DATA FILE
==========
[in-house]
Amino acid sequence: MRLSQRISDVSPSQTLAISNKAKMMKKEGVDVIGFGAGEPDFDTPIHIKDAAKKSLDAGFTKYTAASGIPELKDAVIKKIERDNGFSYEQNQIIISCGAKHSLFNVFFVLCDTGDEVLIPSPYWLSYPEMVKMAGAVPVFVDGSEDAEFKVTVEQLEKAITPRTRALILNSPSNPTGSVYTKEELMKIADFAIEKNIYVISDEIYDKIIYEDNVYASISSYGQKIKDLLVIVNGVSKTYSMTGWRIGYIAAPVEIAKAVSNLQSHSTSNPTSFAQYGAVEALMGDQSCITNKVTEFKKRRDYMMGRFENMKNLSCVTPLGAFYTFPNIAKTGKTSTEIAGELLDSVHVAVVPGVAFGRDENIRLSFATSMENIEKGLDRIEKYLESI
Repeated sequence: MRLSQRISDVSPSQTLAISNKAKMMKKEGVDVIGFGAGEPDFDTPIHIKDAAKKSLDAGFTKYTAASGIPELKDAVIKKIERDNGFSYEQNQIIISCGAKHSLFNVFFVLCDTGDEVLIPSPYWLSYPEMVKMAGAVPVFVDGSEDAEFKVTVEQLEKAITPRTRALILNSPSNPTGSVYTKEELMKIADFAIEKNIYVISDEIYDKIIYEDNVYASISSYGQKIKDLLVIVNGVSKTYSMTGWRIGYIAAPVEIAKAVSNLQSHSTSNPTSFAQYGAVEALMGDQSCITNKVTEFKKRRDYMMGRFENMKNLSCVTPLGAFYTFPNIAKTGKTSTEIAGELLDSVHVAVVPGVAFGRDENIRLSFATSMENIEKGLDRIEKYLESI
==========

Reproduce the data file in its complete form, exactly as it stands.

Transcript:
[in-house]
Amino acid sequence: MRLSQRISDVSPSQTLAISNKAKMMKKEGVDVIGFGAGEPDFDTPIHIKDAAKKSLDAGFTKYTAASGIPELKDAVIKKIERDNGFSYEQNQIIISCGAKHSLFNVFFVLCDTGDEVLIPSPYWLSYPEMVKMAGAVPVFVDGSEDAEFKVTVEQLEKAITPRTRALILNSPSNPTGSVYTKEELMKIADFAIEKNIYVISDEIYDKIIYEDNVYASISSYGQKIKDLLVIVNGVSKTYSMTGWRIGYIAAPVEIAKAVSNLQSHSTSNPTSFAQYGAVEALMGDQSCITNKVTEFKKRRDYMMGRFENMKNLSCVTPLGAFYTFPNIAKTGKTSTEIAGELLDSVHVAVVPGVAFGRDENIRLSFATSMENIEKGLDRIEKYLESI
Repeated sequence: MRLSQRISDVSPSQTLAISNKAKMMKKEGVDVIGFGAGEPDFDTPIHIKDAAKKSLDAGFTKYTAASGIPELKDAVIKKIERDNGFSYEQNQIIISCGAKHSLFNVFFVLCDTGDEVLIPSPYWLSYPEMVKMAGAVPVFVDGSEDAEFKVTVEQLEKAITPRTRALILNSPSNPTGSVYTKEELMKIADFAIEKNIYVISDEIYDKIIYEDNVYASISSYGQKIKDLLVIVNGVSKTYSMTGWRIGYIAAPVEIAKAVSNLQSHSTSNPTSFAQYGAVEALMGDQSCITNKVTEFKKRRDYMMGRFENMKNLSCVTPLGAFYTFPNIAKTGKTSTEIAGELLDSVHVAVVPGVAFGRDENIRLSFATSMENIEKGLDRIEKYLESI